Cultivating Your Creativity in a Whimsical Wonderland
Cheshire cats, teacups and hookah smoking caterpillars? Oh my! Yes, I am making reference to one of the most creative, enticing, and whimsical fairy tale films of all time (drum roll, please)- Alice in Wonderland. While Alice herself may have been neither the picturesque, nor stereotypical Disney princess, she was a seemingly simple girl with an extraordinarily active imagination that more than made up for her lack of possessing the regal title of "princess". At this point, I’m sure many of you are wondering (1): Is this is a film review, and/or (2): How on earth does a children’s fairy tale relate to the fashion industry or personal style? Well dolls, Alice in Wonderland can teach you everything that you need to know about freely cultivating your style and understanding the minds, and creative thought processes, of fashion designers throughout the industry. They say Rome wasn’t built in a day, so bare with me.
As a child, I spent countless hours getting lost in my favorite Disney films at my grandmother’s house; my infatuation with the plots, characters and ensembles only grew exponentially with each tedious ‘rewind’ of the VHS tapes. Princess Jasmine was my exotic, yet all too familiar idol, so naturally I was over the moon when my aunt brought me a ‘magical flying carpet’ from Bahrain. Although, unlike Aladdin, I could never seem to master the art of flying, or much less get off the ground- epic fail. Snow White taught me that it was acceptable to embrace my naturally fair skin, while Cinderella subliminally taught me the disturbing lesson that some social circles will accept ‘outsiders’, only after they receive materialistically-based makeovers from fairy godmothers (a personal stylist of sorts). Yet, regardless of the positive or negative lessons learned from these fairy tales, I ultimately aspired to emulate and replicate the iconic characters in their form of dress. I was successfully able to do so through store-bought costumes that were nearly identical to the garments featured on the original films, but looking back, I realize that those costumes were a grave form of consent to conformity and mere imitation.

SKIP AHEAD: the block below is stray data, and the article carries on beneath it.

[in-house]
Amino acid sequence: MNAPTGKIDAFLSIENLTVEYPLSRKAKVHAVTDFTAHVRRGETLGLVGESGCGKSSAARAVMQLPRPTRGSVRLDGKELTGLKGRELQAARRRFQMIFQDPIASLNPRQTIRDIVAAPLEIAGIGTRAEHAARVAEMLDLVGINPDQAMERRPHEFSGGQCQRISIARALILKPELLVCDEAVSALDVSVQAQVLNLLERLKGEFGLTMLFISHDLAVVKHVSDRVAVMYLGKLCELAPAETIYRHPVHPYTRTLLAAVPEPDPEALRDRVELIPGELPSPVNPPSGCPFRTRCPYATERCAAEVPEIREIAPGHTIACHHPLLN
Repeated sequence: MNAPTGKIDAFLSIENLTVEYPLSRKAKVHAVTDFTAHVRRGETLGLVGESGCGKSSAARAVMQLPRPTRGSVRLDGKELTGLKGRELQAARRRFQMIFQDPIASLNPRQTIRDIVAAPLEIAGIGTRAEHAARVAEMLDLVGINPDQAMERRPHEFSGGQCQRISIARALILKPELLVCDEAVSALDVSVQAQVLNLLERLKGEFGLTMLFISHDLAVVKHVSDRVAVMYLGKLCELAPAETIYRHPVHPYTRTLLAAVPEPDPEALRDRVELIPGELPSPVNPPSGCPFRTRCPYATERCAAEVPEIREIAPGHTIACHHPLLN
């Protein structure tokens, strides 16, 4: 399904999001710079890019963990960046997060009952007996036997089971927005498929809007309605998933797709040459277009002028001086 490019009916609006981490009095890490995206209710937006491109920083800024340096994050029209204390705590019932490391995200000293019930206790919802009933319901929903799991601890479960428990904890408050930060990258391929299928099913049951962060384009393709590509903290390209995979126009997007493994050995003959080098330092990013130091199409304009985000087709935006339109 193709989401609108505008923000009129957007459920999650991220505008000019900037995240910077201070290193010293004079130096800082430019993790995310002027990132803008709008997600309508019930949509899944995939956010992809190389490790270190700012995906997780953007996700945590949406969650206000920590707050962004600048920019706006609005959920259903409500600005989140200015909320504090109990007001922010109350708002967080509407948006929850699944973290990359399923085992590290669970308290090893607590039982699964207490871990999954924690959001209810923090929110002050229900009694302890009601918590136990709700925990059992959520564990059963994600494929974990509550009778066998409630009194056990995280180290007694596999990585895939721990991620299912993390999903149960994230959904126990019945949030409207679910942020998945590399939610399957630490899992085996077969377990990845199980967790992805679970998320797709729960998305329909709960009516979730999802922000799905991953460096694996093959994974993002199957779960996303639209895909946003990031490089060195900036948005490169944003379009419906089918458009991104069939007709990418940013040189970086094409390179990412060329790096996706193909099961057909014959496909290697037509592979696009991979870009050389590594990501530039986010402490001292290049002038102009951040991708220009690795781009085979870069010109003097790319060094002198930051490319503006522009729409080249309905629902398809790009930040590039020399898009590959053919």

I personally believe that as we grow and mature into adulthood, we begin to stray from the childlike behavior of mimicking our surroundings and slowly begin to develop the skills, and desire, to create our unique identities through personalization. Since my own childhood, I have evolved into an individual who ceases to replicate the dress, actions and mannerisms of others, but instead, I openly embrace whatever inspires me and alter it in a way that best suits, and coincides, with my own style and sense of being. It was only recently, while choosing an outfit for my younger sister’s Wonderland themed party, that I came to the pleasant conclusion that Alice in Wonderland still serves as a wonderful platform for imagination and creative ingenuity- for both myself and designers alike. Yet, it's key to note that I came to this conclusion after making the decision to create an outfit that embodied an Alice in Wonderland vibe, as opposed to merely purchasing a ready-made costume.
The film is filled with outlandish backdrops, brimming with characters of the edgy and eccentric type, and sprinkled with bits of a bohemian flower child’s essence- it is eclectic, to say the least. As it relates to style, Alice in Wonderland teaches us that our stylistic eccentricities should be embraced and that we should allow our imaginations, and creativity, to flow naturally. Alice created a world in her mind where she was riddened of restraint and free to explore the imagined realities of her wildest dreams. The characters of Wonderland were not mere replicas of what we see in real life (e.g. The Cheshire Cat versus an ‘average’ cat), but instead, they were altered and transformed into something that spoke uniquely to Alice’s heart and mind- projected images of her ‘style’, if you will. Style and expression of oneself should follow this same ‘Golden Rule’. Why must there be the need to replicate and duplicate what is already pre-existing,much like the store-bought costumes?
Designers and photographers throughout the fashion industry have not only taken Alice in Wonderland as a form of inspiration for collections and editorials, but they have taken inspiration from everything around them- it’s simply a matter of finding a muse. Once again, we reach the conclusion that fashion and style are built on the fundamental concepts of inspiration, imagination, beauty that is in the eye of the beholder, and emotions. While some of you may view Alice in Wonderland as a quirky film from your childhood that you have long forgotten, others, such as myself, may feel divinely inspired to brew a pot of tea and get straight to work on a flower halo, all the while sporting a flowing maxi dress and a miniature tophat with shabby chic undertones. I will never tire of the images and scenes that come to mind when I think of Alice and Wonderland, but I refuse to ever make the mistake of purchasing a ready-made costume ever again. Why get lost in the flock when you can get lost in your own creativity?
A vow to the arts, till death do us part.
xx Dressed to Death xx
Note: All references are to one of the earlier versions of the film that most of you are familiar with- it was directed by Clyde Geronimi and released in 1951. While the 2010 version (directed by Tim Burton) is fabulously psychedelic and full of visual eccentricities, I’m an old soul with an appreciation for ‘originals’ (Sorry, Johnny!).